On July 28, the House of Representatives passed the Fair Sentencing Act (S.1789) to restore fairness to Federal cocaine sentencing. The legislation, which matches a measure passed in March by the Senate, is aimed at reducing the current sentencing disparity of those convicted of possession of crack cocaine versus powder cocaine and eliminating mandatory minimum sentencing. In a released statement, the NAACP expressed support for the legislation calling the current sentencing practices “racially discriminating.”

“Because of the mandatory minimum jail sentence for those convicted of possession of 5 grams of crack cocaine or more, people of color are being put in prisons at much higher rates than their Caucasian counterparts, and the judges have no discretion to mitigate the sentence for first-time or nonviolent offenders or special circumstances.” said Benjamin Jealous, CEO and president of the National Association for the Advancement of Colored People. “This is the first time Congress has moved to reduce any mandatory minimum sentence, regardless of how racially discriminatory they may be.”

Under the current sentencing guidelines, conviction on a charge of possession of five grams of crack cocaine draws a mandatory prison term of five years and possession of 10 grams draws a mandatory 10-year prison sentence. The sentencing threshold for possession of powder cocaine is 100 times higher.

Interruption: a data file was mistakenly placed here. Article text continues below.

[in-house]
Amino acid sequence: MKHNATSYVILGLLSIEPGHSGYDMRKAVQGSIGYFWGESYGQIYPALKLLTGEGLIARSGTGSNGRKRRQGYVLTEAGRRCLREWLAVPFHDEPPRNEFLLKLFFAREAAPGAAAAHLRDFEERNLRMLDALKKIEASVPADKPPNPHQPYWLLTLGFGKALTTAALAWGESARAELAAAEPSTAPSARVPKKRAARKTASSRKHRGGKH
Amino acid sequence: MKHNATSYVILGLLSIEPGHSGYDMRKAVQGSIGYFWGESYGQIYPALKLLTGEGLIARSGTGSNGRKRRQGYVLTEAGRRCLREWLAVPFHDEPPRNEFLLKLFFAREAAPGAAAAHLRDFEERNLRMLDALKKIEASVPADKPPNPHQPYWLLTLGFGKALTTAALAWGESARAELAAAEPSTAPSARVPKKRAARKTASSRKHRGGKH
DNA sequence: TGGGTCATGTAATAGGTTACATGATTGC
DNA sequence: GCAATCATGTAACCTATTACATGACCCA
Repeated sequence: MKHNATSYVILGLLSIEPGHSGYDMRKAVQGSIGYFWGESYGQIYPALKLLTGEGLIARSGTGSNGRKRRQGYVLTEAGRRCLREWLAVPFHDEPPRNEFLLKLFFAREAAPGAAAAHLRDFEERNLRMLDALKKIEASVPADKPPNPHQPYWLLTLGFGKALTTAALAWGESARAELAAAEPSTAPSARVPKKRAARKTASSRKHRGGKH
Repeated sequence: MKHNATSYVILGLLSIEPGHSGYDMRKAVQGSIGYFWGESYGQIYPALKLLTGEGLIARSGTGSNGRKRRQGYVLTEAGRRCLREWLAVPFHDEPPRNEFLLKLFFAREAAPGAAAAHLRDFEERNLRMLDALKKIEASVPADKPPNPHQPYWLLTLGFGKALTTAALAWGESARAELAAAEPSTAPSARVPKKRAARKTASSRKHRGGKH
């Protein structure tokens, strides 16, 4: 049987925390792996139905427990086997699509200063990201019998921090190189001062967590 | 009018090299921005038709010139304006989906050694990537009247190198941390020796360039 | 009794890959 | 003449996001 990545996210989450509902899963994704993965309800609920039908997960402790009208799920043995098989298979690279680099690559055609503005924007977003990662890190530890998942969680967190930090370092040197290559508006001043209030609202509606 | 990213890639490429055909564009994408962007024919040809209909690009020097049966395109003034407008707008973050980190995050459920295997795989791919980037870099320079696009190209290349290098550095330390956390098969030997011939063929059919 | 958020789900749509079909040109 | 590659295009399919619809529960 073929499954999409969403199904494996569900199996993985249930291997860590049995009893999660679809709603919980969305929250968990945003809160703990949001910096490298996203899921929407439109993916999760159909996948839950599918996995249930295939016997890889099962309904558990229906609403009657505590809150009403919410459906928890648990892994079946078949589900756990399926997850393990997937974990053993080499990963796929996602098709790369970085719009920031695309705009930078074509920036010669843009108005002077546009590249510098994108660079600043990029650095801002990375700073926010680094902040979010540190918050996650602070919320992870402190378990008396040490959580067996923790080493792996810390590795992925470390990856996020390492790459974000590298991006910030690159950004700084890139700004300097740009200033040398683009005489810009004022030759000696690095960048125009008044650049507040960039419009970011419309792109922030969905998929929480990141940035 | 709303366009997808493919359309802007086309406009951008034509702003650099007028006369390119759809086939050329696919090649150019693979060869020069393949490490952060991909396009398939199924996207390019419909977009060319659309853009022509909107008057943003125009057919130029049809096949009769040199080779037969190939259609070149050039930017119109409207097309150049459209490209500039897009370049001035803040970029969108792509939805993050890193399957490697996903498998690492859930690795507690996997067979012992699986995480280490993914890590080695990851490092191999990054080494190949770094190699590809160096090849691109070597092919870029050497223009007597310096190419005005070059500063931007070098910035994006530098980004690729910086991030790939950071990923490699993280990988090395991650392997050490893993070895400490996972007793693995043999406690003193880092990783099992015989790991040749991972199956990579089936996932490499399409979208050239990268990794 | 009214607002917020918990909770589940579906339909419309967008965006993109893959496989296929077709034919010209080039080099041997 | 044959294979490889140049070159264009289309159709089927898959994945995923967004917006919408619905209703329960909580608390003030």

Under the bill that passed Congress, a five-year prison term would be triggered by conviction of possession of 280 grams of crack cocaine.

If enacted, the bill would also increase penalties for major drug traffickers and violent acts committed during trafficking. An increased emphasis is to be placed on a defendant’s role and certain other factors associated with the offense, such as knowingly selling a controlled substance to a minor, involvement in importation into the United States, bribing or attempting to bribe law enforcement officials and using others through coercion, friendship or affection to sell, transport, or store a controlled substance.

U.S. Attorney General Eric Holder also expressed his support of the bill’s passage stating that the bill “will go a long way toward ensuring that our sentencing laws are tough, consistent, and fair.”

The bill will not retroactively address those already serving sentences for crack cocaine possession. President Obama is expected to sign the bill into law in the coming weeks.